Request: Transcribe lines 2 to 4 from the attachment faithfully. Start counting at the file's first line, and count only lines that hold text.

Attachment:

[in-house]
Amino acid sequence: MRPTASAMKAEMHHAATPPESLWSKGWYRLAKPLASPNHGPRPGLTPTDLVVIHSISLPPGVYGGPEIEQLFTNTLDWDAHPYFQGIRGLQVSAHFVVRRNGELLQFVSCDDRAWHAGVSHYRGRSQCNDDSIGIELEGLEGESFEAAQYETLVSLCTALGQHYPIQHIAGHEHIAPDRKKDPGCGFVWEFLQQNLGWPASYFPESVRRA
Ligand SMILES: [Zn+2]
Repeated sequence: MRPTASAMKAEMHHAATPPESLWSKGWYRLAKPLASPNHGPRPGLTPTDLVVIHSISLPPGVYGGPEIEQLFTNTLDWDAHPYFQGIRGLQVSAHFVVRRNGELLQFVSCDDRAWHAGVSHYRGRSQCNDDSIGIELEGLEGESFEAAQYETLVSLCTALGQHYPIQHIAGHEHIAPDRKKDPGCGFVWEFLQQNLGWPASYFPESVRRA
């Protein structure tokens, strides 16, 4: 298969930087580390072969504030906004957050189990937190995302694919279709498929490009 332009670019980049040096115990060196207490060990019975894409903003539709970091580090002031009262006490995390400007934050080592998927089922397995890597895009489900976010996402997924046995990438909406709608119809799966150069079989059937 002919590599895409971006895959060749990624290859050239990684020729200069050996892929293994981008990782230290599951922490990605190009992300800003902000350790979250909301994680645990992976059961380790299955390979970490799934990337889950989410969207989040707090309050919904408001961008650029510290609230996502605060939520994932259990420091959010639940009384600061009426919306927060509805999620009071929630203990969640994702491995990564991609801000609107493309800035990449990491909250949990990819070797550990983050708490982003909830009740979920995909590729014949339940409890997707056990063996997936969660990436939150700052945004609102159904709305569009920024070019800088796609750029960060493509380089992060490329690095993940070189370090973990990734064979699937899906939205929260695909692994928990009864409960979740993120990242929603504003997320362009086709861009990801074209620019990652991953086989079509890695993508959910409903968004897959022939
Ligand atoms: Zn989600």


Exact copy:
Amino acid sequence: MRPTASAMKAEMHHAATPPESLWSKGWYRLAKPLASPNHGPRPGLTPTDLVVIHSISLPPGVYGGPEIEQLFTNTLDWDAHPYFQGIRGLQVSAHFVVRRNGELLQFVSCDDRAWHAGVSHYRGRSQCNDDSIGIELEGLEGESFEAAQYETLVSLCTALGQHYPIQHIAGHEHIAPDRKKDPGCGFVWEFLQQNLGWPASYFPESVRRA
Ligand SMILES: [Zn+2]
Repeated sequence: MRPTASAMKAEMHHAATPPESLWSKGWYRLAKPLASPNHGPRPGLTPTDLVVIHSISLPPGVYGGPEIEQLFTNTLDWDAHPYFQGIRGLQVSAHFVVRRNGELLQFVSCDDRAWHAGVSHYRGRSQCNDDSIGIELEGLEGESFEAAQYETLVSLCTALGQHYPIQHIAGHEHIAPDRKKDPGCGFVWEFLQQNLGWPASYFPESVRRA